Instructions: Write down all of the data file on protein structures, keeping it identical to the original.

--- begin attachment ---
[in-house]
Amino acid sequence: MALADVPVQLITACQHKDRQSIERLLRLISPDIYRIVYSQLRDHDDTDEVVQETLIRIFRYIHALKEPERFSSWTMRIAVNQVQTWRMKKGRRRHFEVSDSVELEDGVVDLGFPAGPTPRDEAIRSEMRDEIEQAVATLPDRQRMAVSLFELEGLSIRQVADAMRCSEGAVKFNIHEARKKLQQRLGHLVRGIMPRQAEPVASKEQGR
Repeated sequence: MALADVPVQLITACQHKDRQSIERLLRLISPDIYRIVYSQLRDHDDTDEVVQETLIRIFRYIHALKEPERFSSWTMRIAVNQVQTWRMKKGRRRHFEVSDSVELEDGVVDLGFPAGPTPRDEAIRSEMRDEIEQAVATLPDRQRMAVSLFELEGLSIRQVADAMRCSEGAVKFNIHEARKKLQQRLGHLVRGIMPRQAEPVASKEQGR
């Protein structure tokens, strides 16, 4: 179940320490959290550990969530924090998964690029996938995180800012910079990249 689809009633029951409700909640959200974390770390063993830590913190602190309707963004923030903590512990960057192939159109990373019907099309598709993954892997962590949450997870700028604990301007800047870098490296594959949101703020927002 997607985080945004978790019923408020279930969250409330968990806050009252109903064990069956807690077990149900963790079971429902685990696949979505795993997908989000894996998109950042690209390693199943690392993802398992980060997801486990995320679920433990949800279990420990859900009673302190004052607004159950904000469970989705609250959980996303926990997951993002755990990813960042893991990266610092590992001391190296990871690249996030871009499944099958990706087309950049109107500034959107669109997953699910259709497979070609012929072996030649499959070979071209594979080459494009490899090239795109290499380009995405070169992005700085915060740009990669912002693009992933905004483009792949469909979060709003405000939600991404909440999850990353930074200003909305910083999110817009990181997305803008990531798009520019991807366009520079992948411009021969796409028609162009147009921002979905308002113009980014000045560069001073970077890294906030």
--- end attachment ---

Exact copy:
[in-house]
Amino acid sequence: MALADVPVQLITACQHKDRQSIERLLRLISPDIYRIVYSQLRDHDDTDEVVQETLIRIFRYIHALKEPERFSSWTMRIAVNQVQTWRMKKGRRRHFEVSDSVELEDGVVDLGFPAGPTPRDEAIRSEMRDEIEQAVATLPDRQRMAVSLFELEGLSIRQVADAMRCSEGAVKFNIHEARKKLQQRLGHLVRGIMPRQAEPVASKEQGR
Repeated sequence: MALADVPVQLITACQHKDRQSIERLLRLISPDIYRIVYSQLRDHDDTDEVVQETLIRIFRYIHALKEPERFSSWTMRIAVNQVQTWRMKKGRRRHFEVSDSVELEDGVVDLGFPAGPTPRDEAIRSEMRDEIEQAVATLPDRQRMAVSLFELEGLSIRQVADAMRCSEGAVKFNIHEARKKLQQRLGHLVRGIMPRQAEPVASKEQGR
């Protein structure tokens, strides 16, 4: 179940320490959290550990969530924090998964690029996938995180800012910079990249 689809009633029951409700909640959200974390770390063993830590913190602190309707963004923030903590512990960057192939159109990373019907099309598709993954892997962590949450997870700028604990301007800047870098490296594959949101703020927002 997607985080945004978790019923408020279930969250409330968990806050009252109903064990069956807690077990149900963790079971429902685990696949979505795993997908989000894996998109950042690209390693199943690392993802398992980060997801486990995320679920433990949800279990420990859900009673302190004052607004159950904000469970989705609250959980996303926990997951993002755990990813960042893991990266610092590992001391190296990871690249996030871009499944099958990706087309950049109107500034959107669109997953699910259709497979070609012929072996030649499959070979071209594979080459494009490899090239795109290499380009995405070169992005700085915060740009990669912002693009992933905004483009792949469909979060709003405000939600991404909440999850990353930074200003909305910083999110817009990181997305803008990531798009520019991807366009520079992948411009021969796409028609162009147009921002979905308002113009980014000045560069001073970077890294906030």